US court reverses conviction of bin Laden driver

Updated: 2012-10-17 11:30


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WASHINGTON - A US federal appeals court has overturned the terrorism conviction of Salim Ahmed Hamdan, a former driver for terror mastermind Osama bin Laden, who served a prison term for material support for terrorism.

In a 3-0 ruling, the court ruled that material support for terrorism was not an international-law war crime at the time Hamdan engaged in the activity for which he was convicted.

Judge Brett Kavanaugh of US Circuit Court of Appeals for the District of Columbia, wrote in the court's opinion that "when Hamdan committed the conduct in question, the international law of war proscribed a variety of war crimes, including forms of terrorism. At that time, however, the international law of war did not proscribe material support for terrorism as a war crime."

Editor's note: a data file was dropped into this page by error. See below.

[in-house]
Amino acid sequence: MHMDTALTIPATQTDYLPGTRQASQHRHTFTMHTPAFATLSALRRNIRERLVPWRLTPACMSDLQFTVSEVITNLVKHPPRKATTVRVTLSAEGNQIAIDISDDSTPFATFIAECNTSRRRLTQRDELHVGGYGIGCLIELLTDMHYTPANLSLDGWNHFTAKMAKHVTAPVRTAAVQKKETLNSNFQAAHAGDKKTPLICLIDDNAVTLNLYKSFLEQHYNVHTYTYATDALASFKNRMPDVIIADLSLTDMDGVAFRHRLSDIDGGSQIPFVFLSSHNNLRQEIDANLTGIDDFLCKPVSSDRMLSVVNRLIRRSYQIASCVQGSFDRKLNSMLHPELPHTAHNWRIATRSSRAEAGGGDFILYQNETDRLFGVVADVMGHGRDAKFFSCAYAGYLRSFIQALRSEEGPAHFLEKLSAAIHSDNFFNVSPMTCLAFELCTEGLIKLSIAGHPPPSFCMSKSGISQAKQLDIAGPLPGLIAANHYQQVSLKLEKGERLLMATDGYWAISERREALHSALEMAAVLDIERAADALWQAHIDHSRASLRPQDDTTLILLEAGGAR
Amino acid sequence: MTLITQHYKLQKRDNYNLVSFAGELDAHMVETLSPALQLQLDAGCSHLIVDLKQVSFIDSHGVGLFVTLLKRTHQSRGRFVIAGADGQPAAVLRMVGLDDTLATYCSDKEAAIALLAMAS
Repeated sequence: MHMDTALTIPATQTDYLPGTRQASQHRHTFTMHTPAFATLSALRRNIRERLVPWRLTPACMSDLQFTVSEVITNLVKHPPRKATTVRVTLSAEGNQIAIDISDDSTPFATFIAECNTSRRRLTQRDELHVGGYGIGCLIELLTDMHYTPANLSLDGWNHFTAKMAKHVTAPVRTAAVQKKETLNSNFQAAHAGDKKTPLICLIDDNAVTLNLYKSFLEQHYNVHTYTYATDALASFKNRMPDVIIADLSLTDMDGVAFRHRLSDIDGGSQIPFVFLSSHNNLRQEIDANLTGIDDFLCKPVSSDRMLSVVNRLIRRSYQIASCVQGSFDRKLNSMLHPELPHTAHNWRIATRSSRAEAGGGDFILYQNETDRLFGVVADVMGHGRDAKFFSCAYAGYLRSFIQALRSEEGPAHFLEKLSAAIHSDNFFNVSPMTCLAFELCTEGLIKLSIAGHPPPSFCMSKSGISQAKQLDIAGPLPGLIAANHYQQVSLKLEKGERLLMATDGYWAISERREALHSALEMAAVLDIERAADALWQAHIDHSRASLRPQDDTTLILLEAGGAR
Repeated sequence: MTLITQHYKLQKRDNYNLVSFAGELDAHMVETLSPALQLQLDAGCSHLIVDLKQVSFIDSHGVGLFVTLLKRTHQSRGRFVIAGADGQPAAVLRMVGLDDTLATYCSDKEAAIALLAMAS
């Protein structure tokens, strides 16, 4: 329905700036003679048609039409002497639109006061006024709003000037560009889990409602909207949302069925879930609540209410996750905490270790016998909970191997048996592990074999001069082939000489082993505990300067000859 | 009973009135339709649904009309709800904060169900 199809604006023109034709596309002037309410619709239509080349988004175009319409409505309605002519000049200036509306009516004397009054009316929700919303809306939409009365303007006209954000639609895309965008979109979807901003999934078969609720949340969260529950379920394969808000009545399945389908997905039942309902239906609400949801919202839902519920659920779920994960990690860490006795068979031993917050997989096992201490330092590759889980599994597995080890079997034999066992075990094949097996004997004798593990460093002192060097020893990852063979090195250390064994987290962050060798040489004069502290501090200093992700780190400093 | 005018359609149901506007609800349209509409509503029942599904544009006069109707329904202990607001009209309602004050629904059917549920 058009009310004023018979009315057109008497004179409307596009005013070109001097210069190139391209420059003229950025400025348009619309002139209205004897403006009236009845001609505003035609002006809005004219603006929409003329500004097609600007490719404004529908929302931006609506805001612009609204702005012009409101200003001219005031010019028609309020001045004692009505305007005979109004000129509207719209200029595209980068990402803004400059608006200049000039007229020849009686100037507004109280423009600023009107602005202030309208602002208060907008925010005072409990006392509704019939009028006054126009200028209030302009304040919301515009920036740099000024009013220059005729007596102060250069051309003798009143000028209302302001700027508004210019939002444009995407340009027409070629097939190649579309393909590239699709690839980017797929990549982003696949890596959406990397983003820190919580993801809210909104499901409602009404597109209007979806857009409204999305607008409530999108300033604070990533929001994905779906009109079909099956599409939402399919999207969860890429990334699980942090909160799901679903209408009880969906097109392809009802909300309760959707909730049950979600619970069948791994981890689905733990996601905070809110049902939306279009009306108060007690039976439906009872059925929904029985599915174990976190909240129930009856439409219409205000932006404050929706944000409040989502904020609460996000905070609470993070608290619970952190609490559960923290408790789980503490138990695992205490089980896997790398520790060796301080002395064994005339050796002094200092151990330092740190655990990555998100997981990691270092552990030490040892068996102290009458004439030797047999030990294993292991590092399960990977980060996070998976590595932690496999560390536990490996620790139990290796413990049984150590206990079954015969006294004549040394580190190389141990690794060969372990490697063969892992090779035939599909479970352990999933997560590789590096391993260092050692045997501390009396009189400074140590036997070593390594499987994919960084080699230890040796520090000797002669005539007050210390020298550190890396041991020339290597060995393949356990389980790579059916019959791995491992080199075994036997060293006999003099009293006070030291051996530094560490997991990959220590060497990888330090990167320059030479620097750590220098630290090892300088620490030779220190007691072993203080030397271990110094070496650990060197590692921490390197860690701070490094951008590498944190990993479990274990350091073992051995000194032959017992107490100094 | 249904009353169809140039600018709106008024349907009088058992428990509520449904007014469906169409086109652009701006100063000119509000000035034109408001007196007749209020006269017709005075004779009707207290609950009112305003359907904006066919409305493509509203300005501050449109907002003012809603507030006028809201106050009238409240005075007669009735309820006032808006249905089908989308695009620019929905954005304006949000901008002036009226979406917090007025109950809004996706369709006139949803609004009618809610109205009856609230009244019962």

"We reverse the judgment of the Court of Military Commission Review and direct that Hamdan's conviction for material support for terrorism be vacated," said the opinion.

Hamdan, a Yemeni, was captured during the Afghanistan war and imprisoned at the US military prison facility in Guantanamo Bay. He admitted to being bin Laden's personal driver.

Hamdan, who was convicted by the military commission and sentenced to 5 and half years in prison, was given credit for time served and is back home in Yemen. Reports say he works as a taxi driver there.

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